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View Diary: Killing the Post Office on the Altar of Privatization. Our Commons on the Auction Block. (20 comments)

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  •  OK, so that's more important than turning (2+ / 0-)
    Recommended by:
    jpmassar, chimene

    the post office into a bank?

    If that's such a great building maybe it could be made into a museum or something like that (it never struck me as a particularly good post office!  for example, it comes across as very unwelcoming).

    The bigger issue to me is that as government services fade into irrelevancy, how long should they be maintained?

    •  The suggestion is for the Post Office to (9+ / 0-)

      provide simple banking services as one of its offerings, not to "turn it into a bank."

      Obviously is a service becomes irrelevant it should be phased out.  And just as obviously the Post Office is not irrelevant, providing as it does a Universal Service for pennies which would still be financially viable without the onerous pension obligations that has been foisted upon it (see discussion in diary and elsewhere in comments).

      •  Post Offices in Europe provide banking (3+ / 0-)
        Recommended by:
        jpmassar, kbman, chimene

        services, and utility bills as well as other transactions can be performed there.

        The trouble with shutting down the postal services is that once these services are gone, it will be nearly impossible to get them back.  I really don't care to see the US have that regret.

        It gets on my nerves, and you know how I am about my nerves...

        by ciganka on Tue Jul 23, 2013 at 11:44:27 AM PDT

        [ Parent ]

    •  Are FedEx, UPS, etc. irrelevant? (12+ / 0-)

      They are less accessible and more expensive, but basic delivery services are still vital.

      If the private carriers were subject to the same rules (universal coverage, congressional approval of rate changes, etc) how long would it take for them to disappear?

      As much as possible the Postal Service has been barred from operating like its competitors, while they circle awaiting its demise like distant relatives eager for an inheritance.

      It matters not how small the beginning may seem to be: what is once well done is done forever. Henry David Thoreau, in Civil Disobedience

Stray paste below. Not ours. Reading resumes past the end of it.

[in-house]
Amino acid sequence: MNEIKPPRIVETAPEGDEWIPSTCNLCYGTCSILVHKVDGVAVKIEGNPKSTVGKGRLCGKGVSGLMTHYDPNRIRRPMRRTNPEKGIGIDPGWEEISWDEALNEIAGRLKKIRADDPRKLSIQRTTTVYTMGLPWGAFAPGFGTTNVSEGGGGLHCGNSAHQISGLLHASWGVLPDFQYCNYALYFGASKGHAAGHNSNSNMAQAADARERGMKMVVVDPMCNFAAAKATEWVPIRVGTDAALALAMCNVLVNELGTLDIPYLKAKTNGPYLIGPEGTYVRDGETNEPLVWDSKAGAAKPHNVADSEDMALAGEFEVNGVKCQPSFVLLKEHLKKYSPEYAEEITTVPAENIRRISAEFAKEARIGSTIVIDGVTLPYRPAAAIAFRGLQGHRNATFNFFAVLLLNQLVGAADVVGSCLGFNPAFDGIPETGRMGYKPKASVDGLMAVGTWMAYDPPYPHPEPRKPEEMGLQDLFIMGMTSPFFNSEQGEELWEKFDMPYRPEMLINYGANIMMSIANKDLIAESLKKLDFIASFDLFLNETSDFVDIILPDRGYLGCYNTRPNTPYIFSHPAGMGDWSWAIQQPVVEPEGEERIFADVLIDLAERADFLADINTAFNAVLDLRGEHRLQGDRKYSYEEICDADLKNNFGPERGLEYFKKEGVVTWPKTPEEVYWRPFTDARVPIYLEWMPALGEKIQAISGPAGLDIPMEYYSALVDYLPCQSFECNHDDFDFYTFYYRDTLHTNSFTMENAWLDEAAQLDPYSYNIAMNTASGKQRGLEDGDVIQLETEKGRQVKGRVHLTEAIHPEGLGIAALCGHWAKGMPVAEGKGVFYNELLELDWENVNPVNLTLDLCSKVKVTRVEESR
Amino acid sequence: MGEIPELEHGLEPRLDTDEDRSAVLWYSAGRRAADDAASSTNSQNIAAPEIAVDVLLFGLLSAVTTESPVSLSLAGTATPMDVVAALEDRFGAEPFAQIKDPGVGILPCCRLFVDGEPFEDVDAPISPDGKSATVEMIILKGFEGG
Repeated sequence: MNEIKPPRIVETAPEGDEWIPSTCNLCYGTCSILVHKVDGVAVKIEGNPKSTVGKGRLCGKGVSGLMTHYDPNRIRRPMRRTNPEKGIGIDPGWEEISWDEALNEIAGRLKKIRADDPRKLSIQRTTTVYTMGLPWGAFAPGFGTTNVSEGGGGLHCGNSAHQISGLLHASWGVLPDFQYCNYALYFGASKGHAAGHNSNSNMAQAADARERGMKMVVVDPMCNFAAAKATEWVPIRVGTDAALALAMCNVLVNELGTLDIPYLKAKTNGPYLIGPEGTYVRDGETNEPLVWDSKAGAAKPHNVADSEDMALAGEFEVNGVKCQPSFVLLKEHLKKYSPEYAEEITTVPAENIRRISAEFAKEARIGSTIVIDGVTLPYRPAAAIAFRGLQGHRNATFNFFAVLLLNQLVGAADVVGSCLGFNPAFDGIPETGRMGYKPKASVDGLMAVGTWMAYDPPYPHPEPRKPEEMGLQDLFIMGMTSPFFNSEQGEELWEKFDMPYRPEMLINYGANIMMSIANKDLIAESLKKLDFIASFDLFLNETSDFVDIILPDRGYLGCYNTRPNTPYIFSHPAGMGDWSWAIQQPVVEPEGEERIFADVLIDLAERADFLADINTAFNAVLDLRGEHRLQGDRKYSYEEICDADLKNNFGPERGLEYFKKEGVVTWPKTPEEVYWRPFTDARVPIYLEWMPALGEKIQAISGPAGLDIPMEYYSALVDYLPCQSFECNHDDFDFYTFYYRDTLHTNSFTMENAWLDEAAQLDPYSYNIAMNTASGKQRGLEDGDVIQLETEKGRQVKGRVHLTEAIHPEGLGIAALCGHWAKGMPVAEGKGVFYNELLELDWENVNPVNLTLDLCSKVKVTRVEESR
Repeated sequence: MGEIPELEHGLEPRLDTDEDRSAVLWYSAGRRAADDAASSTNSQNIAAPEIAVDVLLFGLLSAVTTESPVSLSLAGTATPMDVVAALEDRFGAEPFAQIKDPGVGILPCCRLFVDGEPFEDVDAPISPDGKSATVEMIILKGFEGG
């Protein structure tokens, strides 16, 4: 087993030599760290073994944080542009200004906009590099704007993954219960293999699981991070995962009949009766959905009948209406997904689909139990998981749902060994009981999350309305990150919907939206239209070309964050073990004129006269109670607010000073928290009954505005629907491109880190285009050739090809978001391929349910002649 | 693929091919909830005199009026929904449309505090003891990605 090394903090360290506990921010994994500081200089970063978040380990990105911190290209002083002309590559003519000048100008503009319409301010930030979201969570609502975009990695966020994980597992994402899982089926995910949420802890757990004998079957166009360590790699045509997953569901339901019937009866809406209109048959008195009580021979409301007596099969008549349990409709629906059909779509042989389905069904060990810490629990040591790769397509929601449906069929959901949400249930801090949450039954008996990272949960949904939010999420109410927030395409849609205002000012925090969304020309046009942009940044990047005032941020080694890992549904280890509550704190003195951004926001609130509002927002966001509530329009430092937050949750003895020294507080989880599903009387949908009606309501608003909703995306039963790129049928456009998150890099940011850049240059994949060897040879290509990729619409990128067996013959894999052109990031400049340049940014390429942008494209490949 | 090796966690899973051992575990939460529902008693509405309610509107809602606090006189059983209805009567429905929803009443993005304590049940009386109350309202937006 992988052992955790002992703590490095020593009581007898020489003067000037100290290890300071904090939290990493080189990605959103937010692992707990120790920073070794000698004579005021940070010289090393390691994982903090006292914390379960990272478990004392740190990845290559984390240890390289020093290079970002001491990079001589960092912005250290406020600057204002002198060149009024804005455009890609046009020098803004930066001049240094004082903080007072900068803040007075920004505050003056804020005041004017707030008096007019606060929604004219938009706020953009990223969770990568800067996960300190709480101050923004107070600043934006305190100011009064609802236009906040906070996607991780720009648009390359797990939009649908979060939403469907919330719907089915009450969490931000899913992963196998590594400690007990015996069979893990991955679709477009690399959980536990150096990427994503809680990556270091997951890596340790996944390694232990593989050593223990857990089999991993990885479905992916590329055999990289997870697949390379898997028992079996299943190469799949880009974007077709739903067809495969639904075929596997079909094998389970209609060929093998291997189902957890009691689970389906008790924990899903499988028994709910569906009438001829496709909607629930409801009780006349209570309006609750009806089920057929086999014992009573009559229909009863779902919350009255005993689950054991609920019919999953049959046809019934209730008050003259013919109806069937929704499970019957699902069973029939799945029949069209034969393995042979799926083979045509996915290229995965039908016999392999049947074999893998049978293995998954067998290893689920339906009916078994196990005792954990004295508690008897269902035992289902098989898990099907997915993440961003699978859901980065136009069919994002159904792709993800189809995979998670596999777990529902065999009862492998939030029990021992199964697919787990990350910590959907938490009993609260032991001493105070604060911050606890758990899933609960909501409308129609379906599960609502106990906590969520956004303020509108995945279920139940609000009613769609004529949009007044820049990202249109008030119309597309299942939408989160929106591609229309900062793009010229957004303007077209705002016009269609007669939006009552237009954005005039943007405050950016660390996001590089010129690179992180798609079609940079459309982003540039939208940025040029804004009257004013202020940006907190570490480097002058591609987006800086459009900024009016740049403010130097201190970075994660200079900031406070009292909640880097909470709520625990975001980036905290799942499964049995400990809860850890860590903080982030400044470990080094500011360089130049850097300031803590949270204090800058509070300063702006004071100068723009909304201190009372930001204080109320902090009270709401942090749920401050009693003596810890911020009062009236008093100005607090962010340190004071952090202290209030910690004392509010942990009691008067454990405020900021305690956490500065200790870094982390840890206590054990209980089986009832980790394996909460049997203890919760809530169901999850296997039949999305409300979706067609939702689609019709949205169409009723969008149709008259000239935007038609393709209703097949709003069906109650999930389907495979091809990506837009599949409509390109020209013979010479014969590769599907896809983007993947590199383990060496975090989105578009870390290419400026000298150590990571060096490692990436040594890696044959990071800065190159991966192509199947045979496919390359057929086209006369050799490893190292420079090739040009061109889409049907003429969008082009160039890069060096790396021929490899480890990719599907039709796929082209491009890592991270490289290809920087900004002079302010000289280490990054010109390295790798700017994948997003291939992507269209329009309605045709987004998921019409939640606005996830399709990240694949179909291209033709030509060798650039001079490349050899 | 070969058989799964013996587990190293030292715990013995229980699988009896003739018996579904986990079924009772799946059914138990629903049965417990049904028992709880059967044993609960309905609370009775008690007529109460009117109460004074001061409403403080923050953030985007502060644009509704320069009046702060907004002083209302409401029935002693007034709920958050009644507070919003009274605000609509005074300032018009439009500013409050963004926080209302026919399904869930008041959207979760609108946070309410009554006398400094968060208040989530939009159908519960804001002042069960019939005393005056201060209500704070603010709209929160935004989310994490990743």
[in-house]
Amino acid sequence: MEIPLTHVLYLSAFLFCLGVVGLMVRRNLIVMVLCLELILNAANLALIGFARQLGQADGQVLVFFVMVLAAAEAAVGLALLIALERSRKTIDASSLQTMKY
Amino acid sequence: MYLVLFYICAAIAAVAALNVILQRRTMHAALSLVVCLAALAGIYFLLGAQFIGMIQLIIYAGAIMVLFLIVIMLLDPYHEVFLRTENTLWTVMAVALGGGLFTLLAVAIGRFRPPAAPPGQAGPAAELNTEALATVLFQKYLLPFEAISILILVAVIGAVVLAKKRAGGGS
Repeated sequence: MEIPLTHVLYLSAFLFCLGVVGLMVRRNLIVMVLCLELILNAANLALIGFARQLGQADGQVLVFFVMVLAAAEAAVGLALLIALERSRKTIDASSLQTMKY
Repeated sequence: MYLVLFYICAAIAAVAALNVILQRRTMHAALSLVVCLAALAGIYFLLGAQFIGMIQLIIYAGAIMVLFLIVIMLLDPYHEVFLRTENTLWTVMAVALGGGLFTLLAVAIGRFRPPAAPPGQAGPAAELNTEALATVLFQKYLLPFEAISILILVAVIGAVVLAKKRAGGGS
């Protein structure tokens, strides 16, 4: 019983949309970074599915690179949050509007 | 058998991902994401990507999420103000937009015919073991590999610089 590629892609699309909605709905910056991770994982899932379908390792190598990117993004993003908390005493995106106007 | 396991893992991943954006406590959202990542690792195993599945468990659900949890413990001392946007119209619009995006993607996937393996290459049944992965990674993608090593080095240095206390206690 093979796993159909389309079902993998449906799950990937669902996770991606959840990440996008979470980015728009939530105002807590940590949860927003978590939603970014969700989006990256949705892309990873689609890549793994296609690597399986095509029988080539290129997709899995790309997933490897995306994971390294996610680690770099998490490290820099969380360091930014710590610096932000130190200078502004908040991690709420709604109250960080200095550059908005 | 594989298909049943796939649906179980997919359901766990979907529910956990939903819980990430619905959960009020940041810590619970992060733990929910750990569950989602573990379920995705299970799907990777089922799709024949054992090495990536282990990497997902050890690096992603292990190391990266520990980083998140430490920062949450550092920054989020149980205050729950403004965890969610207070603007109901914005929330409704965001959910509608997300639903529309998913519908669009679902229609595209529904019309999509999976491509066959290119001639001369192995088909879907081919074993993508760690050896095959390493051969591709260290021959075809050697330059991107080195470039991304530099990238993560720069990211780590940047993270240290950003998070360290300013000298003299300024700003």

by Had Enough Right Wing BS on Tue Jul 23, 2013 at 08:24:12 AM PDT

      [ Parent ]

    •  Your question is troubling (4+ / 0-)
      Recommended by:
      jpmassar, ciganka, quill, chimene
      The bigger issue to me is that as government services fade into irrelevancy, how long should they be maintained?
      The USPS is not "fading into irrelevancy", but is being pushed into private corporate hands.

      Remember when.......
      Our roads were maintained by state and county employees, not private contractors?
      Our police services were provided by public employees, not private contractors?
      Our jails were run by public employees, not private corporations?
      Our schools were locally run and staffed by public school employees, not for-profit corporations and for-profit charter schools?
      Our military and its necessary services were provided by members of the military, not private contractors and mercenaries?

      The USPS is just another example of public services being converted to privatized money-makers.

      Stand Up! Keep Fighting! Paul Wellstone

      by RuralLiberal on Tue Jul 23, 2013 at 11:30:08 AM PDT

      [ Parent ]

      •  Yeah OK (2+ / 0-)
        Recommended by:
        jpmassar, chimene

        all that I know is that it is about once every 10 days that I get anything other than junk mail or magazines subscriptions via the USPS.

        30 years ago, it was pretty much every single day that I got something I actually cared to get.

        Anyone can go to Google images and get a yearly chart of first class mail deliveries (hint: down by 40% or more in the past decade).

        So, the question is: should the government be in the business of delivering and subsidizing massive amounts of environmentally sapping junk mail?  

        I suspect not.

        Now, if the USPS could just figure out how to compete with UPS and Fedex, they might stand a fighting chance . . ..

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